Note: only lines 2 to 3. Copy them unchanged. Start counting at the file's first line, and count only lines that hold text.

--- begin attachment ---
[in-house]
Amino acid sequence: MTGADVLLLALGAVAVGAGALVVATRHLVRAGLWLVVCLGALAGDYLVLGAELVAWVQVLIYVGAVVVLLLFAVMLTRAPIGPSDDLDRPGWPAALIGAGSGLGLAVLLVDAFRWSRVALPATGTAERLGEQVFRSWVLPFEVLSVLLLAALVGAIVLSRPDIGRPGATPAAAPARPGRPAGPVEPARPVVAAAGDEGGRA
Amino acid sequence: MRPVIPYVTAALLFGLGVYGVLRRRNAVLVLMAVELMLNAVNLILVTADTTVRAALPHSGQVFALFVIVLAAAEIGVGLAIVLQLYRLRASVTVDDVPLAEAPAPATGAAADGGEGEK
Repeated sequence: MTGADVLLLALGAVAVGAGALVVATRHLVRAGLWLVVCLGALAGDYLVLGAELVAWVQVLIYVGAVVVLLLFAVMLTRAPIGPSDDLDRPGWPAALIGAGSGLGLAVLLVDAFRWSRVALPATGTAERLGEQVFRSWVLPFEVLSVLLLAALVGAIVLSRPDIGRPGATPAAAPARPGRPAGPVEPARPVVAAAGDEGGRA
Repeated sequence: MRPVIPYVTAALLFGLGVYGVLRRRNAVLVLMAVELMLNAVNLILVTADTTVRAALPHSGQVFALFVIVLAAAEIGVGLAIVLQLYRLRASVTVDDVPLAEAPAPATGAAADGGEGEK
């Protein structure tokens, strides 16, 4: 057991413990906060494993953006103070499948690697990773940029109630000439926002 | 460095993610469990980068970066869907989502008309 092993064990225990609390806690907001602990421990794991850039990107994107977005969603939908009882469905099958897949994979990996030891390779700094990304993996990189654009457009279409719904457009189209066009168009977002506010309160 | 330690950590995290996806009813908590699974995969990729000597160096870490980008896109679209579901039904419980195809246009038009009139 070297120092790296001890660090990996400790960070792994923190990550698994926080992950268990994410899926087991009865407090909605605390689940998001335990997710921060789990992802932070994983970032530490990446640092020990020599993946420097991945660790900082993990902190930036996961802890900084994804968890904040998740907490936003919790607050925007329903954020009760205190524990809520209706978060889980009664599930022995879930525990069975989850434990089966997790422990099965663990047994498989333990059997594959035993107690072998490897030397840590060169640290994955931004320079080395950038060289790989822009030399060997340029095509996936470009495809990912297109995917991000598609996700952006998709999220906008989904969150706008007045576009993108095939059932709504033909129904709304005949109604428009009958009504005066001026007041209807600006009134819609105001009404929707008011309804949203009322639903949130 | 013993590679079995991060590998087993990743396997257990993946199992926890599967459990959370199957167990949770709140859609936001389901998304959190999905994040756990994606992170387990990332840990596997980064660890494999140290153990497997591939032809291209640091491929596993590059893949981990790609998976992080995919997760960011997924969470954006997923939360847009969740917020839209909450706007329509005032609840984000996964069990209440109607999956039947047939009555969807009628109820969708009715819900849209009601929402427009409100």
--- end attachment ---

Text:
Amino acid sequence: MTGADVLLLALGAVAVGAGALVVATRHLVRAGLWLVVCLGALAGDYLVLGAELVAWVQVLIYVGAVVVLLLFAVMLTRAPIGPSDDLDRPGWPAALIGAGSGLGLAVLLVDAFRWSRVALPATGTAERLGEQVFRSWVLPFEVLSVLLLAALVGAIVLSRPDIGRPGATPAAAPARPGRPAGPVEPARPVVAAAGDEGGRA
Amino acid sequence: MRPVIPYVTAALLFGLGVYGVLRRRNAVLVLMAVELMLNAVNLILVTADTTVRAALPHSGQVFALFVIVLAAAEIGVGLAIVLQLYRLRASVTVDDVPLAEAPAPATGAAADGGEGEK